\begin{align*} \lim_{x\to 0^+} \blue{x^x} % & = \lim_{x\to 0^+} e^{% \ln\left(% \blue{x^x} \right) } && \blue u = e^{% \ln\blue u } \6pt] % & = e^{% \lim_{x\to 0^+} \ln\left(% x^x \right)} && \text{Pass the limit into the exponent} \end{align*} Step 3 Focus on just the exponent of e . Simplify using the properties of logarithms and re-evaluate the limit. \begin{align*} \lim_{x\to 0^+} \ln\left(% \red x^{% \blue x } \right) % & = \lim_{x\to 0^+} \blue x\cdot \ln \red x && \text{Property of Logarithms} \\[6pt] % & = \blue 0\cdot \red{% \ln 0 } \\[6pt] % & = \blue 0 \cdot \red{% (-\infty) } \end{align*} Step 4 Rewrite the function so the limit has the \frac \infty \infty form. \begin{align*} \lim_{x\to 0^+} \blue x \cdot \red{% \ln x } % & = \lim_{x\to 0^+} \frac{% \red{% \ln x } } {% \blue{1/x} } \\[6pt] % & = \frac{% \red{% \ln 0 } } {% \blue{1/0} } \\[6pt] % & = \frac{% \red{-\infty} } {% \blue \infty } \end{align*} Step 5 Apply L'Hôpital's rule and re-evaluate the limit. \begin{align*} \lim_{x\to 0^+} \frac{% \ln x } {% 1/x } & = \lim_{x\to 0^+} \frac{% \red{% \frac d {dx} \left(% \ln x \right) } } {% \blue{% \frac d {dx} \left(% x^{-1} \right) } } \\[6pt] % & = \lim_{x\to 0^+} \frac{% \red{1/x} } {% \blue{% -x^{-2} } } \\[6pt] % & = \lim_{x\to 0^+} \frac{% \red{1/x} } {% \blue{% -1/x^2 } } \\[6pt] % & = \lim_{x\to 0^+} \red{% \frac 1 x } \cdot \blue{% \left(% -\frac{x^2} 1 \right) } \\[6pt] % & = \lim_{x\to 0^+} -x \\[6pt] % & = 0 \end{align*} Step 6 Go back to the original limit and evaluate it, using the values we found. \begin{align*} \lim_{x\to 0^+} x^x & = e^{% \blue{% \lim\limits_{x\to 0^+} x\ln x} } && \text{ from Step 3 } \\[6pt] % & = e^{% \blue 0 } && \text{ from Step 5 } \\[6pt] % & = 1 \end{align*} Answer \displaystyle \lim_{x\to 0^+} x^x = 1 For reference, here is the graph of the function with the limit value indicated. Step 1 Evaluate the limit in its current form. \displaystyle\lim_{x\to \infty} \blue x^{% \red{% \arccot x } } % = \blue \infty^{% \red{% \arccot \infty } } % = \blue \infty^{% \red 0 } Step 2 Rewrite the limit using the exponential and natural log functions, and pass the limit into the exponent of e . \begin{align*} \lim_{x\to \infty} \blue{% x^{% \arccot x } } % & = \lim_{x\to \infty} e^{% \ln\left(% \blue{% x^{% \arccot x } } \right) } && \blue u = e^{% \ln\blue u } \\[6pt] % & = e^{% \lim_{x\to \infty} \ln\left(% x^{% \arccot x } \right) } && \text{Passing the limit into the exponent.} \end{align*} Step 3 Focus on just the exponent of e . Simplify using the properties of logarithms and re-evaluate the limit. \begin{align*} \lim_{x\to \infty} \ln\left(% x^{% \arccot x } \right) % & = \lim_{x\to \infty} \blue{% \arccot x } \cdot \red{% \ln x } && \text{Properties of Logarithms} \\[6pt] % & = \blue 0 \cdot \red{% (-\infty) } \end{align*} Step 4 Rewrite the function so the limit has the \frac \infty \infty form. \begin{align*} \lim_{x\to \infty} \blue{% \arccot x } \cdot \red{% \ln x } & = \lim_{x\to \infty} \frac{% \red{% \ln x } } {% \blue{% 1/\arccot x } } \\[6pt] % & = \frac{% \red{% \ln \infty } } {% \blue{% 1/\arccot (\infty) } } \\[6pt] % & = \frac{% \red \infty } {% \blue{1/0} } \\[6pt] % & = \frac{% \red{% -\infty } } {% \blue \infty } \end{align*} Step 5 Use L'Hôpital's rule then re-evaluate the limit. \begin{align*} \lim_{x\to \infty} \frac{% \ln x } {% 1/\arccot x } % & = \lim_{x\to \infty} \frac{% \red{% \frac d {dx} \left(% \ln x \right) } } {% \blue{% \frac d {dx} \left(% \arccot x \right)^{-1} } } \\[6pt] % & = \lim_{x\to \infty} \frac{% \red{1/x} } {% \blue{% -(\arccot x)^{-2} \cdot \frac{-1}{1 + x^2} } } \\[6pt] % & = \lim_{x\to \infty} \red{% \frac 1 x } \cdot\blue{% \frac 1 {% \frac 1 {% (\arccot x)^2 (1 + x^2) } } } && \text{Simplifying} \\[6pt] % & = \lim_{x\to \infty} \frac 1 x \cdot (\arccot x)^2 (1 + x^2) \\[6pt] % & = \lim_{x\to \infty} \frac{1 + x^2} x \cdot (\arccot x)^2 \end{align*} To evaluate the limit efficiently, we're going to first simplify the rational factor and then distribute the inverse cotangent. \begin{align*} \lim_{x\to \infty} \frac{1 + x^2} x \cdot (\arccot x)^2 % & = \lim_{x\to \infty} \left(% \frac 1 x + x \right) \cdot (\arccot x)^2 \\[6pt] % & = \lim_{x\to \infty} \left(% \frac 1 x + x \right) \cdot (\arccot x)^2 \\[6pt] % & = \lim_{x\to \infty} \left(% \frac 1 x \cdot (\arccot x)^2 + x (\arccot x)^2 \right) \\[6pt] % & = \lim_{\blue{x\to \infty}} \left(% \frac 1 {\blue x} \cdot (\arccot \blue x)^2 + \blue x (\arccot \blue x)^2 \right) \\[6pt] % & = \frac 1 {\blue \infty} \cdot (\arccot \blue \infty)^2 + \blue \infty (\arccot \blue \infty)^2 \\[6pt] % & = \blue 0 \cdot \blue 0 + \blue \infty (\blue 0) \\[6pt] % & = \infty \cdot 0 \end{align*} Yup! Another indeterminate. Step 6 We'll need to use L'Hôpital's rule again, but only for the x(\arccot x)^2 part (since the other part went to zero). \begin{align*} \lim_{x\to \infty}x \cdot (\arccot x)^2 % & = \lim_{x\to \infty} \frac{% (\arccot x)^2 } {% 1/x } \\[6pt] % & = \lim_{x\to \infty} \frac{% \blue{% \frac d {dx} \left(% \arccot x \right)^2 } } {% \red{% \frac d {dx} \left(% x^{-1} \right) } } \\[6pt] % & = \lim_{x\to \infty} \frac{% \blue{% 2\arccot x \cdot \frac 1 {1 + x^2} } } {% \red{% -x^{-2} } } \\[6pt] % & = \lim_{x\to \infty} \blue{-2\arccot x\cdot \frac 1 {1+x^2}}\cdot \red{x^2} \\[6pt] % & = \lim_{x\to \infty} -2\arccot x\cdot \frac{x^2}{1+x^2} \\[6pt] % & = -2\arccot \infty \cdot 1 \\[6pt] & = -2(0)\\[6pt] & = 0 \end{align*} Step 7 Evaluate the original limit using the values we've found. \begin{align*} \lim_{x\to \infty} x^{\arccot x} % & = \lim_{x\to \infty} e^{% \blue{% \ln\left(% x^{\arccot x} \right) } } \\[6pt] % & = e^{\blue 0} \\[6pt] % & = 1 \end{align*} Answer \displaystyle \lim_{x\to \infty} x^{\arccot x} = 1 For reference, here is the graph of the function. Step 1 Evaluate the limit in its current form. \displaystyle\lim_{x\to 1^-} x^{% \tan\left(% \frac \pi 2 x \right) } % = 1^{% \tan\left(% \frac \pi 2 \right) } % = 1^\infty Step 2 Rewrite the limit using the exponential and natural log functions, and pass the limit into the exponent of e . \begin{align*} \lim_{x\to 1^-} \blue{% x^{% \tan\left(% \frac \pi 2 x \right) } } % & = \lim_{x\to 1^-} e^{% \ln\left(% \blue{% x^{% \tan\frac \pi 2 x } } \right) } \\[6pt] % & = e^{% \lim_{x\to 1^-} \left[% \ln\left(% \blue{% x^{% \tan\frac \pi 2 x } } \right) \right] } \end{align*} Step 3 Focus on just the exponent of e . Simplify using the properties of logarithms and re-evaluate the limit. \begin{align*} \lim_{x\to 1^-} \ln\left(% \blue{% x^{% \tan \frac \pi 2 x } } \right) % & = \lim_{x\to 1^-} \ln\left(% \blue{% x^{% \tan \frac \pi 2 x } } \right) \\[6pt] % & = \lim_{x\to 1^-} \tan\left(% \frac \pi 2 x \right) \cdot \ln x \\[6pt] % & = \tan\left(% \frac \pi 2 \right) \cdot \ln 1 \\[6pt] % & = \infty \cdot 0 \end{align*} Step 4 Rewrite the function so the limit has the \frac 0 0 form. \begin{align*} \lim_{x\to 1^-} \tan\left(% \frac \pi 2 x \right) \cdot \ln x % & = \lim_{x\to 1^-} \frac{% \ln x } {% 1/ \tan\left(% \frac \pi 2 x \right) } \\[6pt] % & = \lim_{x\to 1^-} \frac{% \ln x } {% \cot\left(% \frac \pi 2 x \right) } \\[6pt] % & = \frac{% \ln 1 } {% \cot\left(% \frac \pi 2 \right) } \\[6pt] % & = \frac 0 0 \end{align*} Step 5 Use L'Hôpital's rule then re-evaluate the limit. \begin{align*} \lim_{x\to 1^-} \frac{\ln x}{\cot\left(\frac \pi 2 x\right)} & = \lim_{x\to 1^-} \frac{\blue{\frac d {dx}\left(\ln x\right)}}{\red{\frac d {dx}\left(\cot\left(\frac \pi 2 x\right)\right)}}\\[6pt] & = \lim_{x\to 1^-} \frac{\blue{1/x}}{\red{-\frac \pi 2\csc^2\left(\frac \pi 2 x\right)}}\\[6pt] & = \lim_{x\to \blue{1^-}} \frac{1/\blue x}{-\frac \pi 2\csc^2\left(\frac \pi 2 \blue x\right)}\\[6pt] & = \frac{1/\blue 1}{-\frac \pi 2\csc^2\left(\frac \pi 2\cdot \blue 1\right)}\\[6pt] & = \frac 1 {-\frac \pi 2\cdot 1}\\[6pt] & = \frac 1 {-\pi/2}\\[6pt] & = -\frac 2 \pi \end{align*} Step 6 Evaluate the original limit using the values we've found. \begin{align*} \lim_{x\to 1^-} x^{\tan\left(\frac \pi 2 x\right)} & = e^{\blue{\lim_{x\to 1^-}\left[\ln\left(x^{\tan\frac \pi 2 x}\right)\right]}}\\[6pt] & = e^{\blue{-\frac 2 \pi}}\\[6pt] & \approx 0.5291 \end{align*} Answer \displaystyle \lim_{x\to 1^-} x^{\tan\left(\frac \pi 2 x\right)} = e^{-2/\pi} For reference, here is the graph of the function. Step 1 Evaluate the limit in its current form. \displaystyle\lim_{x\to \blue{0^+}} \left(1 + \blue x\right)^{1/\blue x} = \left(1 + \blue 0\right)^{1/\blue 0} = 1^\infty Step 2 Rewrite the limit using the exponential and natural log functions, and pass the limit into the exponent of e . \begin{align*} \lim_{x\to 0^+} \blue{\left(1 + x\right)^{1/x}} & = \lim_{x\to 0^+} e^{\ln\blue{\left(1 + x\right)^{1/x}}}\\[6pt] & = e^{\lim_{x\to 0^+} \ln\left(\left(1 + x\right)^{1/x}\right)} \end{align*} Step 3 Focus on just the exponent of e . Simplify using the properties of logarithms and re-evaluate the limit. \begin{align*} \lim_{x\to 0^+} \ln\left(\left(1 + x\right)^{1/x}\right) & = \lim_{x\to 0^+} \frac 1 x\cdot \ln\ \left(1 + x\right)\\[6pt] & = \lim_{x\to \blue{0^+}} \frac{\ln\ \left(1 + \blue x\right)}{\blue x}\\[6pt] & = \frac{\ln\ \left(1 + \blue 0\right)}{\blue 0}\\[6pt] & = \frac 0 0 \end{align*} Step 4 Use L'Hôpital's rule then re-evaluate the limit. \begin{align*} \lim_{x\to 0^+} \frac{\ln\ \left(1 + x\right)} x & = \lim_{x\to 0^+} \frac{\blue{\frac d {dx}\left(\ln (1 + x)\right)}}{\red{\frac d {dx}\left(x\right)}}\\[6pt] & = \lim_{x\to 0^+} \frac{\blue{\frac 1 {1 + x}}}{\red 1}\\[6pt] & = \lim_{x\to \blue{0^+}} \frac 1 {1 + \blue x}\\[6pt] & = \frac 1 {1 + \blue 0}\\[6pt] & = 1 \end{align*} Step 5 Evaluate the original limit using the values we've found. \begin{align*} \lim_{x\to 0^+} \left(1 + x\right)^{1/x} & = e^{\blue{\lim_{x\to 0^+} \ln\left(\left(1 + x\right)^{1/x}\right)}}\\[6pt] & = e^{\blue 1}\\[6pt] & = e \end{align*} Answer \displaystyle \lim_{x\to 0^+} \left(1 + x\right)^{1/x} = e . In fact, this limit is an alternate version of the definition of the number e . For reference, below is the graph of the function and the limit value. Step 1 Evaluate the limit in its current form. \displaystyle\lim_{x\to \blue \infty} \left(1 + \frac 2 {\blue x}\right)^{3\blue x} = \left(1 + \frac 2 {\blue \infty} \right)^{\blue \infty} = \left(1 + \blue 0\right)^{\blue \infty} = 1^\infty Step 2 Rewrite the limit using the exponential and natural log functions, and pass the limit into the exponent of e . \begin{align*} \lim_{x\to \infty} \blue{\left(1 + \frac 2 x\right)^{3x}} & = \lim_{x\to \infty} e^{\ln\blue{\left(1 + \frac 2 x\right)^{3x}}}\\[6pt] & = e^{\lim_{x\to \infty} \ln\left(1 + \frac 2 x\right)^{3x}} \end{align*} Step 3 Focus on just the exponent of e . Simplify using the properties of logarithms and re-evaluate the limit. \begin{align*} \lim_{x\to \infty} \ln\left(% 1 + \frac 2 x \right)^{3x} & = \lim_{% \blue{% x\to \infty } } 3\blue x \cdot \ln\left(% 1 + \frac 2 { \blue x } \right) && \text{Propoerties of Logarithms} \\[6pt] % & = \blue \infty \cdot \ln\left(% 1 + \frac 2 { \blue \infty } \right) \\[6pt] % & = \infty \cdot 0 \end{align*} Step 4 Rewrite the function so the limit has the \frac 0 0 form. \begin{align*} \lim_{x\to \infty} 3\,\blue{x} \cdot \ln\left(% 1 + \frac 2 x \right) % & = 3\lim_{x\to \infty} \blue{x} \cdot \ln\left(% 1 + \frac 2 x \right) \\[6pt] % & = 3\lim_{x\to \infty} \frac 1 {% \blue{% 1/x } } \cdot \ln\left(% 1 + \frac 2 x \right) \\[6pt] % & = 3\lim_{x\to \infty} \frac{% \ln\left(% 1 + \frac 2 x \right) } {% \blue{% 1/x } } \\[6pt] % & = 3\left(\frac{% \ln\left(% 1 + \frac 2 \infty \right) } {% 1/ \infty } \right) \\[6pt] % & = 3\left(\frac{% \ln 1 } { 0 } \right) \\[6pt] % & = \frac 0 0 \end{align*} Step 5 Use L'Hôpital's rule then re-evaluate the limit. \begin{align*} 3\lim_{x\to \infty} \frac{% \ln\left(% 1 + \frac 2 x \right) } {% 1/x } % & = 3\lim_{x\to \infty} \frac{% \blue{% \frac d {dx} \left[% \ln\left(% 1 + 2x^{-1} \right) \right] } } {% \red{% \frac d {dx} \left(% x^{-1} \right) } } \\[6pt] % & = 3\lim_{x\to \infty} \frac{% \blue{% \frac 1 {% 1 + 2x^{-1} } \cdot \left(% -2x^{-2} \right) } } {% \red{% -x^{-2} } } \\[6pt] % & = 3\lim_{x\to \infty} \frac{% \frac 1 {% 1 + 2x^{-1} } \cdot 2 \cdot \cancelred{% x^{-2} } } {% \cancelred{% x^{-2} } } \\[6pt] % & = 3\lim_{x\to \infty} \frac 2 {% 1 + 2x^{-1} } \\[6pt] % & =3\cdot \frac 2 {% 1 + \frac 2 \infty } \\[6pt] % & = \frac 6 {% 1 + 0 } \\[6pt] % & = 6 \end{align*} Step 6 Evaluate the original limit using the values we've found. \begin{align*} \lim_{x\to \infty} \left(% 1 + \frac 2 x \right)^{3x} % & = e^{% \blue{% \lim_{x\to \infty} \ln\left(% 1 + \frac 2 x \right)^{3x} } } && \text{ From Step 2 } \\[6pt] % & = e^{% \blue 6 } && \text{ From Step 5 } \\[6pt] % & \approx 403 \end{align*} Answer \displaystyle \lim_{x\to \infty} \left(% 1 + \frac 2 x \right)^{3x} = e^6 For reference, here is the graph of the function. Step 1 Evaluate the limit in its current form. \displaystyle\lim_{x\to 0^+} \left[\ln\left(\frac 1 {\blue x}\right)\right]^{\red x} = \left[\ln\left(\frac 1 {\blue 0}\right)\right]^{\red 0} = \left[\ln\left(\blue \infty\right)\right]^{\red 0} = \blue{\infty}^{\red 0} Since this is one of the indeterminate exponent forms, we'll need to apply the exponential and natural log functions. Step 2 Rewrite the limit using the exponential and natural log functions, and pass the limit into the exponent of e . Note: Since \frac 1 x = x^{-1} , the function can be written a little more compactly as \left[\ln\left(\frac 1 x\right)\right]^x = \left[\ln\left(x^{-1}\right)\right]^x = \left(-\ln x\right)^x. Using this more compact notation, we apply the exponential and natural log functions as follows. \displaystyle\lim_{x\to 0^+} \blue{\left(-\ln x\right)^x} = \displaystyle\lim_{x\to 0^+} e^{\ln\blue{\left(-\ln x\right)^x}} = e^{\lim_{x\to 0^+} \ln\left(-\ln x\right)^x} Step 3 Focus on just the exponent of e . Simplify using the properties of logarithms and re-evaluate the limit. \begin{align*} \lim_{x\to 0^+} \ln\left(\red{-\ln x}\right)^{\blue x} & = \lim_{x\to 0^+} \blue x\cdot \ln\left(\red{-\ln x}\right) && \text{Properties of Logarithms}\\[6pt] & = \blue 0\cdot \ln\left(\red{-\ln 0}\right)\\[6pt] & = \blue 0\cdot \ln\left(\red{\infty}\right)\\[6pt] & = \blue 0\cdot \red{\infty} \end{align*} Step 4 Rewrite the function so the limit has the \frac \infty \infty form. \begin{align*} \lim_{x\to 0^+} \blue x\cdot \red{\ln\left(-\ln x\right)} & = \lim_{x\to 0^+} \frac{\red{\ln\left(-\ln x\right)}}{\blue{1/x}}\\[6pt] & = \lim_{x\to 0^+} \frac{\red{\ln\left(-\ln 0\right)}}{\blue{1/0}}\\[6pt] & = \lim_{x\to 0^+} \frac{\red \infty}{\blue \infty} \end{align*} Step 5 Use L'Hôpital's rule then re-evaluate the limit. \begin{align*} \lim_{x\to 0^+} \frac{\ln\left(-\ln x\right)}{1/x} & = \lim_{x\to 0^+} \frac{\red{\frac d {dx}\left[\ln\left(-\ln x\right)\right]}}{\blue{\frac d {dx} \left(x^{-1}\right)}}\\[6pt] & = \lim_{x\to 0^+} \frac{\red{\frac 1 {-\ln x}\cdot \left(-\frac 1 x\right)}}{\blue{-x^{-2}}}\\[6pt] & = \lim_{x\to 0^+} \red{\frac 1 {x\ln x}}\cdot \blue{\frac 1 {-1/x^2}} && \text{Simplifying}\\[6pt] & = \lim_{x\to 0^+} \frac x {\ln x}\\[6pt] & = \frac 0 {-\infty} && \text{Re-evaluate the limit}\\[6pt] & = 0 \end{align*} Step 6 Evaluate the original limit using the values we've found. \begin{align*} \lim_{x\to 0^+} \left[\ln\left(\frac 1 x\right)\right]^x & = e^{\blue{\lim_{x\to 0^+} \ln\left(-\ln x\right)^x}} && \text{from Step 2}\\[6pt] & = e^{\blue 0} && \text{from Step 5}\\[6pt] & = 1 \end{align*} Answer \displaystyle \lim = \lim_{x\to 0^+} \left[\ln\left(\frac 1 x\right)\right]^x = 1 For reference, the graph of the function and the limit value are shown below. Step 1 Evaluate the limit in its current form. \displaystyle\lim_{% \blue{% x\to \infty } } \left(% \sech \blue x \right)^{% 1/\ln\blue x } % = \left(% \sech \blue \infty \right)^{% 1/\ln\blue \infty } % = 0^{% 1/\infty } % = 0^0 Step 2 Rewrite the limit using the exponential and natural log functions, and pass the limit into the exponent of e . \begin{align*} \lim_{x\to \infty} \blue{% \left(% \sech x \right)^{% 1/\ln x } } % & = \lim_{x\to \infty} e^{% \blue{% \ln\left(% \sech x \right)^{% 1/\ln x } } } % = e^{% \lim_{x\to \infty} \ln\left(% \sech x \right)^{% 1/\ln x } } \end{align*} Step 3 Focus on just the exponent of e . Simplify using the properties of logarithms and re-evaluate the limit. \begin{align*} \lim_{x\to \infty} \ln\left(% \sech x \right)^{% 1/\ln x } % & = \lim_{x\to \infty} \frac 1 {\ln x} \cdot \ln\left(% \sech x \right) && \text{Properties of Logarithms} \\[6pt] % & = \lim_{x\to \infty} \frac{% \ln\left(% \sech x \right) } {\ln x} \\[6pt] % & = \frac{% \ln\left(% \sech \infty \right) } {\ln \infty} \\[6pt] % & = \frac{% \ln 0 } \infty \\[6pt] % & = \frac \infty \infty \end{align*} Step 4 Use L'Hôpital's rule then re-evaluate the limit. \begin{align*} \lim_{x\to \infty} \frac{% \ln\left(% \sech x \right) } { \ln x } % & = \lim_{x\to \infty} \frac{% \blue{% \frac d {dx} \left[% \ln\left(% \sech x \right) \right] } } {% \red{% \frac d {dx} \left(% \ln x \right) } } \\[6pt] % & = \lim_{x\to \infty} \frac{% \blue{% \frac 1 {% \sech x } \cdot \left(% -\sech x \tanh x \right) } } {% \red{% 1/x } } \\[6pt] % & = \lim_{x\to \infty} \frac{% \frac 1 {% \cancelred{% \sech x } } \cdot \left(% -\cancelred{% \sech x } \, \tanh x \right) } {% 1/x } \\[6pt] % & = \lim_{x\to \infty} -x\tanh x \\[6pt] % & = -\infty \cdot \tanh \infty \\[6pt] % & = -\infty \cdot (1) \\[6pt] % -\infty \end{align*} Step 5 Evaluate the original limit using the values we've found. \begin{align*} \lim_{x\to \infty} \left(% \sech x \right)^{% 1/\ln x } % & = e^{% \blue{% \lim_{x\to \infty} \ln\left(% \sech x \right)^{% 1/\ln x } } } && \text{ From Step 2 } \\[6pt] % & = e^{-\infty} && \text{ From Step 5 } \\[6pt] % & = 0 \end{align*} Answer \displaystyle \lim_{x\to \infty} \left(% \sech x \right)^{% 1/\ln x } = 0 Step 1 Evaluate the limit in its current form. \displaystyle\lim_{x\to a} \blue u^{\red v} = \blue 0^{\red{-\infty}} Step 2 Rewrite the limit using the exponential and natural log functions, and pass the limit into the exponent of e . \begin{align*} \lim_{x\to a} \blue{u^v} & = \lim_{x\to a} e^{\ln\left(\blue{u^v}\right)}\\[6pt] & = e^{\lim_{x\to a} \ln\left(\blue{u^v}\right)} \end{align*} Step 3 Focus on just the exponent of e . Simplify using the properties of logarithms and re-evaluate the limit. \begin{align*} \lim_{x\to a} \ln\left(u^v\right) & = \lim_{x\to a} v\,\ln u\\[6pt] & = \left(\lim_{x\to a} v\right)\left(\lim_{x\to a} \ln u \right)\6pt] & = -\infty \cdot \ln 0\\[6pt] & = -\infty \cdot (-\infty)\\[6pt] & = \infty \end{align*}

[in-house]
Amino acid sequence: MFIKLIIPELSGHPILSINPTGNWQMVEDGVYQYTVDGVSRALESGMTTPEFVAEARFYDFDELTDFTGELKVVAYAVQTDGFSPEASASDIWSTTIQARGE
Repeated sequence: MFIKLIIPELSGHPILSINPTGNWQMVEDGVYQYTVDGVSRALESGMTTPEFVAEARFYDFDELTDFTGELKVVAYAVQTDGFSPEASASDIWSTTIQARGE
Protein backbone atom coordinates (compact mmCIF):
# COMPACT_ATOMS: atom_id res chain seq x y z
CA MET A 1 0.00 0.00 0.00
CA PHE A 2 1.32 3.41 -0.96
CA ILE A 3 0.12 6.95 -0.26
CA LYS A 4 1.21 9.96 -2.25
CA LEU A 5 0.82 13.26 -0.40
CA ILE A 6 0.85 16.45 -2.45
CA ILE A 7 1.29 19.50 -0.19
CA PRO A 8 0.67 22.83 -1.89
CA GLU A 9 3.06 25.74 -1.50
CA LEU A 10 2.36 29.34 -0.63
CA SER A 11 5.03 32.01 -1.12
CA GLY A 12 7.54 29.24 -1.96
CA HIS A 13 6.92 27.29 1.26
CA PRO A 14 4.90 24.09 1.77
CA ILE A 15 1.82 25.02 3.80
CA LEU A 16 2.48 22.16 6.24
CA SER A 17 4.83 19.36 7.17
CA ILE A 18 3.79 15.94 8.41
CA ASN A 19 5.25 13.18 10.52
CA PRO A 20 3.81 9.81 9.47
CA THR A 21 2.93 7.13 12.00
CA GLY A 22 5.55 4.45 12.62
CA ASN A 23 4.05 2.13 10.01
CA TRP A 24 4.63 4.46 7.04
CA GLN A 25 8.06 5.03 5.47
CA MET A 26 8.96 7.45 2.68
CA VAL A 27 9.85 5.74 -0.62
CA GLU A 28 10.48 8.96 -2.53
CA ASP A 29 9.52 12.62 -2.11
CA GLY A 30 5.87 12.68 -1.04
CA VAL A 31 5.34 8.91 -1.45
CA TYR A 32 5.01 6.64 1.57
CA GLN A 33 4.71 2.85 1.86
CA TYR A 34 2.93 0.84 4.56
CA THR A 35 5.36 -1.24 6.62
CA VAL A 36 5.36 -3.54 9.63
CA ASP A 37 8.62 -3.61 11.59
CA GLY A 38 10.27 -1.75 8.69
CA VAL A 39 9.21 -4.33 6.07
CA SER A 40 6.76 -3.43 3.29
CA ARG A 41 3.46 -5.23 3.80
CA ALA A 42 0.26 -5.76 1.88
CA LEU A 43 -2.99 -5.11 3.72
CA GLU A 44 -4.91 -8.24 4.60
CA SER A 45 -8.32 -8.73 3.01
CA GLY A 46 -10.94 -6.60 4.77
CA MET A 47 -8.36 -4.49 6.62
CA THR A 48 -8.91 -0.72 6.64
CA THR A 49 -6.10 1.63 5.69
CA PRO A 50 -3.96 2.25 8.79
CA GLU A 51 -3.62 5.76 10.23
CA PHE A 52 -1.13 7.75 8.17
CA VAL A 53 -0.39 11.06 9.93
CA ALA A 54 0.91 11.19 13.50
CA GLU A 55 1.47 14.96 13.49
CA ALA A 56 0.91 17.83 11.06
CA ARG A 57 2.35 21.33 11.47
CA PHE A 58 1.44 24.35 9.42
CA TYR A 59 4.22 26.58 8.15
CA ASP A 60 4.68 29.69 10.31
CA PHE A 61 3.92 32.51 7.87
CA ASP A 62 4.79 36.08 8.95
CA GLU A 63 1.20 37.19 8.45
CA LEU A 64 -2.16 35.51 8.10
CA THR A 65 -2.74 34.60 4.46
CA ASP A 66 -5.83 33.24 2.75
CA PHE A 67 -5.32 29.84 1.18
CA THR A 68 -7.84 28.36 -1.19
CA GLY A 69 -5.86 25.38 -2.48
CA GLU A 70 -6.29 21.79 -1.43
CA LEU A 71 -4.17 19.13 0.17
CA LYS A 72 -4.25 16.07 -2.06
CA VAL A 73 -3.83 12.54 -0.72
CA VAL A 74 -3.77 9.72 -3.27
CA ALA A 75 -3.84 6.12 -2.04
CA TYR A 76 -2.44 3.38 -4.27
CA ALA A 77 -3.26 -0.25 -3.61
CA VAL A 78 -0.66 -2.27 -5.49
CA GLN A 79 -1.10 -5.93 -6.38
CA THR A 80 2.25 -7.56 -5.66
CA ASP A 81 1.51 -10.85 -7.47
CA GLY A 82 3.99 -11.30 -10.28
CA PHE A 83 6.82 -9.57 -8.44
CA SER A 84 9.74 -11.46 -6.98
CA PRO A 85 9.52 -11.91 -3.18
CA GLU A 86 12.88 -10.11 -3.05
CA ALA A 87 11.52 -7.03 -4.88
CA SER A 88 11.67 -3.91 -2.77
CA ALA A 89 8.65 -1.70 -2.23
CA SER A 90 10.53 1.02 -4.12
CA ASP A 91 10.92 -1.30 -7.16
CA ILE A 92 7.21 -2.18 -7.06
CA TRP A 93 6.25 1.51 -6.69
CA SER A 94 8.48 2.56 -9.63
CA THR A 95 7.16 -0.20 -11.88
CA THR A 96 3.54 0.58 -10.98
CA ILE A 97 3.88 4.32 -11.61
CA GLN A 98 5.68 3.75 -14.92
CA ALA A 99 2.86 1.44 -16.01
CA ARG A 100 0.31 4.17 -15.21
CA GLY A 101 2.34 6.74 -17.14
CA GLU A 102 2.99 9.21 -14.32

Step 4

Evaluate the original limit using the values we've found.

\begin{align*} \lim_{x\to a} u^v & = e^{\blue{\lim_{x\to a} \ln\left(u^v\right)}}\\[6pt] & = e^\infty\\[6pt] & = \infty \end{align*}

Limits that result in the $$0^{-\infty}$$ form will always end up being "equal" to $$\infty$$.